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E-M:/ An Unfair Deal: Conservation Groups Oppose South Fox Swap

For Immediate Release
Contact: Keith Schneider, keith@mlui.org, 231-882-4723

More Harm Than Good
South Fox land deal structured to benefit wealthy developer at public expense

BENZONIA, Dec. 6 -- A coalition of prominent environmental organizations and the Grand Traverse Band of Ottawa and Chippewa Indians have formally notified the state that they oppose a proposed land deal on South Fox Island, which would transfer some of Michigan’s most dramatic and scenic shoreline to a private developer.
        In a letter to K.L. Cool, the director of the state Department of Natural Resources, the organizations said the proposed land swap would forever remove from the public domain “globally unique critical sand dunes towering more than 300 feet above Lake Michigan, habitat for threatened and endangered plant and animal species including peregrine falcons and bald eagles, and a stand of coastal white cedars in excess of 400 years old.”
        Nine organizations signed the letter including the Michigan Land Use Institute, the Michigan Environmental Council, Resource Stewards, and the Michigan Conservation Foundation. Representatives of these organizations will join hundreds of Michigan citizens this afternoon in opposing the swap at a public meeting in Lansing held by the Natural Resources Commission --- the citizen oversight body of the state DNR. The Natural Resources Commission is meeting at the Lansing Center and is expected to make a recommendation on Friday morning.
        Developer David Johnson, the island’s only private landowner, recently offered the latest in a string of proposals to trade land he owns on South Fox Island for public land managed by the DNR. South Fox Island is located about 25 miles off the coast of Leelanau County in Lake Michigan, just west of the Sleeping Bear Dunes National Lakeshore. The state and Mr. Johnson assert that swapping 219 acres of private land at the island’s north end for 218 acres of publicly-owned shoreline on the south side is a fair trade.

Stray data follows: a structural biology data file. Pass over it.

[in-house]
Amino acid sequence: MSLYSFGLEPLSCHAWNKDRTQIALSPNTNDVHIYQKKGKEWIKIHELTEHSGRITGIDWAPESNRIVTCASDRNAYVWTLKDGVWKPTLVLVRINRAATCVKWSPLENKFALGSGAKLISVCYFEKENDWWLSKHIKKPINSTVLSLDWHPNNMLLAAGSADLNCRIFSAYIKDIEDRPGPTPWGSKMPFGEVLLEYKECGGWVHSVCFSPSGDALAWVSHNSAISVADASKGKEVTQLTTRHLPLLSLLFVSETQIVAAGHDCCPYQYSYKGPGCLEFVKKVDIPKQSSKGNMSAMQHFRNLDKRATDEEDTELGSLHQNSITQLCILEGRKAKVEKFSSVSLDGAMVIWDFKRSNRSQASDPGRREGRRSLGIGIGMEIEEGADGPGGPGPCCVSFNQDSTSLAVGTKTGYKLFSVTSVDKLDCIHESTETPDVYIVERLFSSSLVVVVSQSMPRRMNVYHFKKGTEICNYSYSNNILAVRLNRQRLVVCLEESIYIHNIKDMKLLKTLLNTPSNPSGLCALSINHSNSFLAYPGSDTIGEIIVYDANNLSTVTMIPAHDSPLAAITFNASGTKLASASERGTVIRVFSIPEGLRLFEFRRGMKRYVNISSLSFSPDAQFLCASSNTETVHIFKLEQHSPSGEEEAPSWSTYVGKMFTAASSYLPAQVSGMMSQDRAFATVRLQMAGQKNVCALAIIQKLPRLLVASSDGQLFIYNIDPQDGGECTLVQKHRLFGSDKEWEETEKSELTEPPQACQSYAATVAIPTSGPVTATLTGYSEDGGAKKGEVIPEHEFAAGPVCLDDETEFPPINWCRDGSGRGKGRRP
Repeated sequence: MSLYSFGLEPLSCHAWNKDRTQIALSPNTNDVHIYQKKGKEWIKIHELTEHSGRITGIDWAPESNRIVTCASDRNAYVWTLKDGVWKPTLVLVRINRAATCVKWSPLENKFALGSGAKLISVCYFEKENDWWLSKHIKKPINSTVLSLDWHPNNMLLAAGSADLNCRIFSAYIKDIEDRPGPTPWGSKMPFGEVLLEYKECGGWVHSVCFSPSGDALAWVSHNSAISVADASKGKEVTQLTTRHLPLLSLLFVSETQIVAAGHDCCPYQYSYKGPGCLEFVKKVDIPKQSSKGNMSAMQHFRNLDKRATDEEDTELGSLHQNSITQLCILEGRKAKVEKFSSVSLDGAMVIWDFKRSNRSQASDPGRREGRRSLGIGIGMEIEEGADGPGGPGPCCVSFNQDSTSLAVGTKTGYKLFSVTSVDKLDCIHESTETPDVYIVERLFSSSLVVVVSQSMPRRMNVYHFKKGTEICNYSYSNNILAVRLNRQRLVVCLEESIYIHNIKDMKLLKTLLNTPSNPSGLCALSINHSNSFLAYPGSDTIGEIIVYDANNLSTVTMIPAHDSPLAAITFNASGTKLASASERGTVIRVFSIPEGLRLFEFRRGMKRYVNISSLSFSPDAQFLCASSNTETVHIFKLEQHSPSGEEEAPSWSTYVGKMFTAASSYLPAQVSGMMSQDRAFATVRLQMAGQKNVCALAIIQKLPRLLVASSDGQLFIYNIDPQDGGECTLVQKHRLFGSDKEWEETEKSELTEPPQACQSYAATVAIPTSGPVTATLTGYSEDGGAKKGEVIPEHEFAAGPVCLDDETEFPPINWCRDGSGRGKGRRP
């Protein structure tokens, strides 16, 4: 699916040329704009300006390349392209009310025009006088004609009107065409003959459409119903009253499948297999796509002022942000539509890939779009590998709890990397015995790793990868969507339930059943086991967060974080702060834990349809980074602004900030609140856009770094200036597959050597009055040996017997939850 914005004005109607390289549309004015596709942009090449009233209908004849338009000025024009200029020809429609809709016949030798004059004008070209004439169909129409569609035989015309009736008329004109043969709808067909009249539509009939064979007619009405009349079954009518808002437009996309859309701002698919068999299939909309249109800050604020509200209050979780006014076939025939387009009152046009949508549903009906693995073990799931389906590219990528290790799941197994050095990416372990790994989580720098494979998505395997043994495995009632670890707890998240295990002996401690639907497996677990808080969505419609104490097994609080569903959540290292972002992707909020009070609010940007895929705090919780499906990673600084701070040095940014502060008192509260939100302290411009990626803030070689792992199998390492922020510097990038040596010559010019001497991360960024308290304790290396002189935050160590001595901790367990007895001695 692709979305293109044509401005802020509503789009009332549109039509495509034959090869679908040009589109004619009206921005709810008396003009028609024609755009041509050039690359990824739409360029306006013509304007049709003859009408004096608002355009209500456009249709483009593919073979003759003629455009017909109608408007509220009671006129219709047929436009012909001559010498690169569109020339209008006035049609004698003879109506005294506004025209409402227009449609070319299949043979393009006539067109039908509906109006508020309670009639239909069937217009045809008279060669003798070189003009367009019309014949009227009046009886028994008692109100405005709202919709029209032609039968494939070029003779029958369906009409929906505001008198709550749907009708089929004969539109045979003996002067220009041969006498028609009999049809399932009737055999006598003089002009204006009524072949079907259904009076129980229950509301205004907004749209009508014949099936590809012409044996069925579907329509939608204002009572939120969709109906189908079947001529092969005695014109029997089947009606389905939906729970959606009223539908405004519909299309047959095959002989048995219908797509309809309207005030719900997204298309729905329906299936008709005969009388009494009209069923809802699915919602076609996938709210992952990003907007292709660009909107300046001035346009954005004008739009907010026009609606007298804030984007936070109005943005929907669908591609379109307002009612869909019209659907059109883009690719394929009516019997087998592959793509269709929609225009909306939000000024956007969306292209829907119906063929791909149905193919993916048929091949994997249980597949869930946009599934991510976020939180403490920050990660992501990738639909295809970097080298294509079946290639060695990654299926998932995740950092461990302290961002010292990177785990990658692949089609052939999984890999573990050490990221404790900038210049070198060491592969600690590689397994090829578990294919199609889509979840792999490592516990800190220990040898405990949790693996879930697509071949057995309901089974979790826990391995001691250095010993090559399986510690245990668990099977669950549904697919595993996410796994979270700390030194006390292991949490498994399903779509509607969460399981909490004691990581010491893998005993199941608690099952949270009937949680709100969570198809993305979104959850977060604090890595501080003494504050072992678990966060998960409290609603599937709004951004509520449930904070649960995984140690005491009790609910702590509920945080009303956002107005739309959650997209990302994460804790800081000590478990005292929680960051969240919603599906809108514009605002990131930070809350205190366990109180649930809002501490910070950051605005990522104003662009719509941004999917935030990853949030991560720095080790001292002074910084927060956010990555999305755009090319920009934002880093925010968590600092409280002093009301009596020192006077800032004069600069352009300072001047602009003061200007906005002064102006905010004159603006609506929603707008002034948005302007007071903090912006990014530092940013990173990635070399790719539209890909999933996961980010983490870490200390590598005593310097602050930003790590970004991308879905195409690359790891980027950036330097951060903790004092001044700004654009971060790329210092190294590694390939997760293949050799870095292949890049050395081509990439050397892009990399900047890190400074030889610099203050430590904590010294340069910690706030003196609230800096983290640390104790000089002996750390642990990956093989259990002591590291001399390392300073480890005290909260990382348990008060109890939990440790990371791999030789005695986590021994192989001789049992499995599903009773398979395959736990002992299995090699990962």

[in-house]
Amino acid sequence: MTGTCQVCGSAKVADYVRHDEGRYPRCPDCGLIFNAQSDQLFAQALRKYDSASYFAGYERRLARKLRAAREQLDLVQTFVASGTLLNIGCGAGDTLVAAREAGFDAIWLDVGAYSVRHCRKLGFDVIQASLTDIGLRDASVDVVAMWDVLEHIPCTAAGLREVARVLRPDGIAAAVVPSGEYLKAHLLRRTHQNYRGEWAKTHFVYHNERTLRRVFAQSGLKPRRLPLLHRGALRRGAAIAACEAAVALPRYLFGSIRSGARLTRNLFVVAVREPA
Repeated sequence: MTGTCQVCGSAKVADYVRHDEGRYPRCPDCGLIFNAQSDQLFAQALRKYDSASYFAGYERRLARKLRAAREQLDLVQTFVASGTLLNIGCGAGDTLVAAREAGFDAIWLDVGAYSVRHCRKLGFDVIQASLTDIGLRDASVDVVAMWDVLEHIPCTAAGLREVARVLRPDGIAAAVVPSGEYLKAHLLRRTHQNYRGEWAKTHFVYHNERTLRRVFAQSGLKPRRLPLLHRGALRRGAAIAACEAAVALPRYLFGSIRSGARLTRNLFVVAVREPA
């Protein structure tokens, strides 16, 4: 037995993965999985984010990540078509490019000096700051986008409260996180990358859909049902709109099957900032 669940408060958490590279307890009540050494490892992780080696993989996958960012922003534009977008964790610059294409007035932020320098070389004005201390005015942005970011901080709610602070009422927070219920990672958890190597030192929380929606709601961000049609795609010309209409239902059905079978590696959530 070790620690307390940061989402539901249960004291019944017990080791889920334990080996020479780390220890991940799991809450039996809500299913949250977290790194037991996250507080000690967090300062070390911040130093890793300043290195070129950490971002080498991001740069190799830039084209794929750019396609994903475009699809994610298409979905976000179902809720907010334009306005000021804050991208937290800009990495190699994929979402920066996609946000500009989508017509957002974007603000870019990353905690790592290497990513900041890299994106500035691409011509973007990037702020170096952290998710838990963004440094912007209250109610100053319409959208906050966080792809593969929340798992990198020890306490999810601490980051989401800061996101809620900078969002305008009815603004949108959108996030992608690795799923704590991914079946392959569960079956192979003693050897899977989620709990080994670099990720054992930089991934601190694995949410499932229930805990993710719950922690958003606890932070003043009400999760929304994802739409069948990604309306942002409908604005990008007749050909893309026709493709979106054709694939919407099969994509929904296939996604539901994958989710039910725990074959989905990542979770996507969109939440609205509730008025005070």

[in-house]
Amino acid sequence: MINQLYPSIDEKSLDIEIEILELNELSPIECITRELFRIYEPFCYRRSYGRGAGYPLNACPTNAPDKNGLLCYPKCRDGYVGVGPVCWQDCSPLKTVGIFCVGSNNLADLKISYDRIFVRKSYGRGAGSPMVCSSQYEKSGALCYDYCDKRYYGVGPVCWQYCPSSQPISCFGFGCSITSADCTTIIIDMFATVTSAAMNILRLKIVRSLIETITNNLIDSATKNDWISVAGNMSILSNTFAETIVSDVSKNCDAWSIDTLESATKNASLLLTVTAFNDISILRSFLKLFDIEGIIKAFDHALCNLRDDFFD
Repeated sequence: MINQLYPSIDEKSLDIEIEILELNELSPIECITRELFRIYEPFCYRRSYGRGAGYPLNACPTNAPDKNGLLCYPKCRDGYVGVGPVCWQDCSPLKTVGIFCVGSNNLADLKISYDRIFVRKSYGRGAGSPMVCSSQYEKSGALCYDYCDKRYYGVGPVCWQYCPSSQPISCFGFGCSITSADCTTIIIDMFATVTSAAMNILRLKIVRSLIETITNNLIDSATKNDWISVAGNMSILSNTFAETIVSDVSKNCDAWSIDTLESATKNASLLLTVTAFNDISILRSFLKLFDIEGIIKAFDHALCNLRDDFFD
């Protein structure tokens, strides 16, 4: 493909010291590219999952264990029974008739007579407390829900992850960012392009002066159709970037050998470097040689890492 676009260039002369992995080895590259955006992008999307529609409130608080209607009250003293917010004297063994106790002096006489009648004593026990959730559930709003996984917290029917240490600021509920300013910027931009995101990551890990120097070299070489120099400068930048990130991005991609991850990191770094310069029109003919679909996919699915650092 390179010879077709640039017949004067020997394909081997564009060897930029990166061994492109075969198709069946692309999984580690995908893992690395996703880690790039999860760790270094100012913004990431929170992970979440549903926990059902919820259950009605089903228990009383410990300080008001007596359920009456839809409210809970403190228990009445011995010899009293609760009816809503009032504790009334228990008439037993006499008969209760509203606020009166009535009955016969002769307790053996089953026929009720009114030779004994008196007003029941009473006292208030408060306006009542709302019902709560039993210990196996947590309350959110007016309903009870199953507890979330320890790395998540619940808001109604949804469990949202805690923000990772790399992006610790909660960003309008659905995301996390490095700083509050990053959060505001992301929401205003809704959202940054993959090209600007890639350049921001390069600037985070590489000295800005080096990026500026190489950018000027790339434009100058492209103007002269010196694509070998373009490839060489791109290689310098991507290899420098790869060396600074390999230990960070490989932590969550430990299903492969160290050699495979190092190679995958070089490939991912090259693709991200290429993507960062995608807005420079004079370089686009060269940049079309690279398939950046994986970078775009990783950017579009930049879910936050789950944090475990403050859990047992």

Opponents, however, argue that the parcels do not have equal environmental, scenic, or economic value and the proposal runs counter to the state’s responsibility to protect the public trust. The groups opposing the swap raised several issues of concern in their letter:
1)      The swap does not meet criteria established by an internal DNR policy regarding transferring public island properties.
2)      The same internal policy requires a thorough island management plan that studies resources and develops management objectives, which has never been done on South Fox Island.
3)      The DNR has historically not managed the lands on South Fox Island because of its distance from the mainland, contradicting a state assertion that the swap would improve management.
4)      The DNR claims a public benefit of consolidated public lands, but there is no public group on record supporting the swap.
5)      There are historic claims which cloud the title of much of the land that the state proposest to transfer.
        The groups opposing the swap also identified several alternatives that would benefit the public:
1)      Establish a DNR policy to offer to purchase additional lands to create contiguous ownership rather than swap existing lands.
2)      Complete the required management plan for the island.
3)      Improve signs and other boundary markers to reduce trespassing.
4)      Increase DNR management of public island properties.
        A copy of the letter to Mr. Cool is attached.

        For more background on the South Fox swap, see the Michigan Land Use Institute’s work at:
        Campaign Donations Yield Treasure Island for Michigan Developer
        MLUI Opposes South Fox Swap
        Hearings Set For South Fox Swap

KLCool letter.doc